Non-blocking I/O for Python

Motivation: Ever wondered “What if NODEJS non blocking I/O could be somehow ported to python?”

Handling millions of long running tcp connections would require threads or processes pool in python. Below is the snippets for handling concurrent tcp connections using Thread Pool.

Concurrent TCP echo server using Thread Pool

The above threaded tcp server depicts following insane behavior:

  1. Python threads are real POSIX thread and are managed by OS and not the language runtime.
  2. Brings horrifying universe of deadlocks, mutex, conditional variables, futex, data races, threads synchronization, thread safe queue.
  3. Don’t use it.
  4. Finally, please don’t use it. (GIL gods are happy that way)

So, do we have any other alternatives to write asynchronous non-blocking IO in python without threads or process forks magic? And the answer is “YES”. Enter asyncio. This is fairly new package in standard library of python that tries to overlap computation and I/O and hence, not blocking the user space during i/o system calls. However there are major downsides to it. Few of them are:

  1. Suffering and pain(complicated API)
  2. It’s library and not a runtime.
  3. All the major blocking I/O drivers and libraries are useless. Example: psycopg2, pymongo, socket, requests, Sqlalchemy, etc. Forget about it.
  4. Weird syntax wrapping callback inside coroutine and exposing Future as a result primitive.
  5. Yet another queue, yet another future.
# OLD
from concurrent.futures import Future
import queue
# NEW
from asyncio import Future
from asyncio import Queue

Yeah, quickly burns my eyes with complexity it brings in regards to Future(Promise in JS), Task, Event Loop, Coroutine, Generators, async-await, Task wrapped in coroutine, thread-executor, wrapped-future, callbacks, etc.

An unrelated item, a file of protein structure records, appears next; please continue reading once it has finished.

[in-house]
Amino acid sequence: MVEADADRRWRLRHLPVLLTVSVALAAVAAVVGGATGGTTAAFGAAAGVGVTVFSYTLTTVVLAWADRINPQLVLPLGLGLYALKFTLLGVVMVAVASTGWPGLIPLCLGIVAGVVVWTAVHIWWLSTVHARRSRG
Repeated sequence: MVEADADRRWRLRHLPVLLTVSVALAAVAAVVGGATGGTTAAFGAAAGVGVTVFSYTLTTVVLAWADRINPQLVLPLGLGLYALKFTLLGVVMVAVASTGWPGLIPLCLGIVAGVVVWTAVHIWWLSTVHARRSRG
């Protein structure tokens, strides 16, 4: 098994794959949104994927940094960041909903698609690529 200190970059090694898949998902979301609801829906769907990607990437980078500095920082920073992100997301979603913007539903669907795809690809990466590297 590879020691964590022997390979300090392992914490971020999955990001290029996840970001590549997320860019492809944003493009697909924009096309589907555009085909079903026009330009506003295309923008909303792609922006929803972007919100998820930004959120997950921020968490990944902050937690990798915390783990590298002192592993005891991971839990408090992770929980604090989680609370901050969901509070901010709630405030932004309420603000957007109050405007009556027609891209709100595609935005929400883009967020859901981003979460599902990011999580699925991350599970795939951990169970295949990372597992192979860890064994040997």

Asyncio surely do brings API similar to what Node JS has to offer, however it lacks the luxury of event-loop within its runtime instead of in python which unfortunately exposes lower level implementation details as well as friction between threads and principle of single threaded event based I/O within python.

So what is my goal here?

  1. Don’t use Node JS. Its single threaded and non-blocking but switching language? Really?
  2. Don’t use threads
  3. Don’t use process pools.
  4. Don’t use asyncio either
  5. Don’t use async await. Nope!!
  6. Be concurrent and be able to handle millions of tcp connections while being single threaded.

Enter combination of and So what is select?

system call is used to determine when there’s any activity for an I/O descriptor. What makes the call interesting is that it can be used to provide notification for not just one descriptor, but many. For each descriptor, you can request notification of the descriptor’s ability to write data, availability of read data, and also whether an error has occurred. Below is the typical communication between user space and kernel space using select system call.

Communication between user space and kernel

If you are more interested about the API surrounding select, please follow this link https://developer.ibm.com/articles/l-async/

In essence, it has mainly three properties:

  1. It selects only the sockets that are ready to read, write or both from the pool of sockets provided from the user space.
  2. It blocks until any socket is available for read or write.
  3. However, it allows for overlapping CPU tasks via timeouts.

And straight out of wiki:

In computer science, a queue is a collection of entities that are maintained in a sequence and can be modified by the addition of entities at one end of the sequence and removal from the other end of the sequence.

Below is the pure python implementation just using sys call and custom event loop

TCP echo server using select and queue

P.S, For those who compared the above event loop vs libuv(nodejs).

  1. No task scheduler using sleep and timeouts.
  2. No task cancellation api.
  3. No interoperability between Future/Promise and callbacks.
  4. No waiting and sleeping queue.
  5. No select timeout.
  6. No prioritization between I/O and CPU bound tasks.

The implementation is way infant but is solely provide proof of concept around asynchronous programming with python and how we could achieve similar I/O performance compared to NODE JS. Also, I was curious about how python, nodejs or any other asynchronous language achieved non-blocking I/O capability.

The code is fairly simple and you might want to clone the gist and run it for yourself if you are interested in implementation.

Thank you for the read.